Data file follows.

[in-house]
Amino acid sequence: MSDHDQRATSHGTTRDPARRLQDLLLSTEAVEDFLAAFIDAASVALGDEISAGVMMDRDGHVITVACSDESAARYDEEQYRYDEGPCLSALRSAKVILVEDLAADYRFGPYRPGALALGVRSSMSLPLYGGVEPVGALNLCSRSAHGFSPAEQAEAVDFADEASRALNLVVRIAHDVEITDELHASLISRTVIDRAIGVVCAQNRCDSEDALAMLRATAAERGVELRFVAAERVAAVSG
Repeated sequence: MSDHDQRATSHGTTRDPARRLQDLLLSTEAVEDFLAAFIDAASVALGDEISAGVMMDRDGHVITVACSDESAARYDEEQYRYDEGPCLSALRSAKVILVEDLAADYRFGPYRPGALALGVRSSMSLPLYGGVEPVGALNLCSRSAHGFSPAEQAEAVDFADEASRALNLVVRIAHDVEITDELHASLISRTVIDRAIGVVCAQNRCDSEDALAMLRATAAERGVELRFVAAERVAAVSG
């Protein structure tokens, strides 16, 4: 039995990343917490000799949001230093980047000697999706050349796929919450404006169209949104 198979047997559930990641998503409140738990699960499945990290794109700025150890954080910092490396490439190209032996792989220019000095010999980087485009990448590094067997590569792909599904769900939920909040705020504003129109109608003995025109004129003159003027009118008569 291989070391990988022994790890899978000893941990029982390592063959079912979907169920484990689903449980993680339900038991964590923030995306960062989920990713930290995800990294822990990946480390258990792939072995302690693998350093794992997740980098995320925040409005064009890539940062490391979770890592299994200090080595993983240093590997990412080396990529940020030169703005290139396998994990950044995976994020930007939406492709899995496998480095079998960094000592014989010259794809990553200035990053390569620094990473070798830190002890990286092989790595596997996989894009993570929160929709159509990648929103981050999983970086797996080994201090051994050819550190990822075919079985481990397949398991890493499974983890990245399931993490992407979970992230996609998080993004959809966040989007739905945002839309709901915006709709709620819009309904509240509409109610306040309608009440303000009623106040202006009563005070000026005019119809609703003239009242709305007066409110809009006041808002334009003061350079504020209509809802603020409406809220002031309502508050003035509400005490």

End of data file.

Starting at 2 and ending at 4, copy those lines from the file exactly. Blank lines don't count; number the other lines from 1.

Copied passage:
Amino acid sequence: MSDHDQRATSHGTTRDPARRLQDLLLSTEAVEDFLAAFIDAASVALGDEISAGVMMDRDGHVITVACSDESAARYDEEQYRYDEGPCLSALRSAKVILVEDLAADYRFGPYRPGALALGVRSSMSLPLYGGVEPVGALNLCSRSAHGFSPAEQAEAVDFADEASRALNLVVRIAHDVEITDELHASLISRTVIDRAIGVVCAQNRCDSEDALAMLRATAAERGVELRFVAAERVAAVSG
Repeated sequence: MSDHDQRATSHGTTRDPARRLQDLLLSTEAVEDFLAAFIDAASVALGDEISAGVMMDRDGHVITVACSDESAARYDEEQYRYDEGPCLSALRSAKVILVEDLAADYRFGPYRPGALALGVRSSMSLPLYGGVEPVGALNLCSRSAHGFSPAEQAEAVDFADEASRALNLVVRIAHDVEITDELHASLISRTVIDRAIGVVCAQNRCDSEDALAMLRATAAERGVELRFVAAERVAAVSG
């Protein structure tokens, strides 16, 4: 039995990343917490000799949001230093980047000697999706050349796929919450404006169209949104 198979047997559930990641998503409140738990699960499945990290794109700025150890954080910092490396490439190209032996792989220019000095010999980087485009990448590094067997590569792909599904769900939920909040705020504003129109109608003995025109004129003159003027009118008569 291989070391990988022994790890899978000893941990029982390592063959079912979907169920484990689903449980993680339900038991964590923030995306960062989920990713930290995800990294822990990946480390258990792939072995302690693998350093794992997740980098995320925040409005064009890539940062490391979770890592299994200090080595993983240093590997990412080396990529940020030169703005290139396998994990950044995976994020930007939406492709899995496998480095079998960094000592014989010259794809990553200035990053390569620094990473070798830190002890990286092989790595596997996989894009993570929160929709159509990648929103981050999983970086797996080994201090051994050819550190990822075919079985481990397949398991890493499974983890990245399931993490992407979970992230996609998080993004959809966040989007739905945002839309709901915006709709709620819009309904509240509409109610306040309608009440303000009623106040202006009563005070000026005019119809609703003239009242709305007066409110809009006041808002334009003061350079504020209509809802603020409406809220002031309502508050003035509400005490």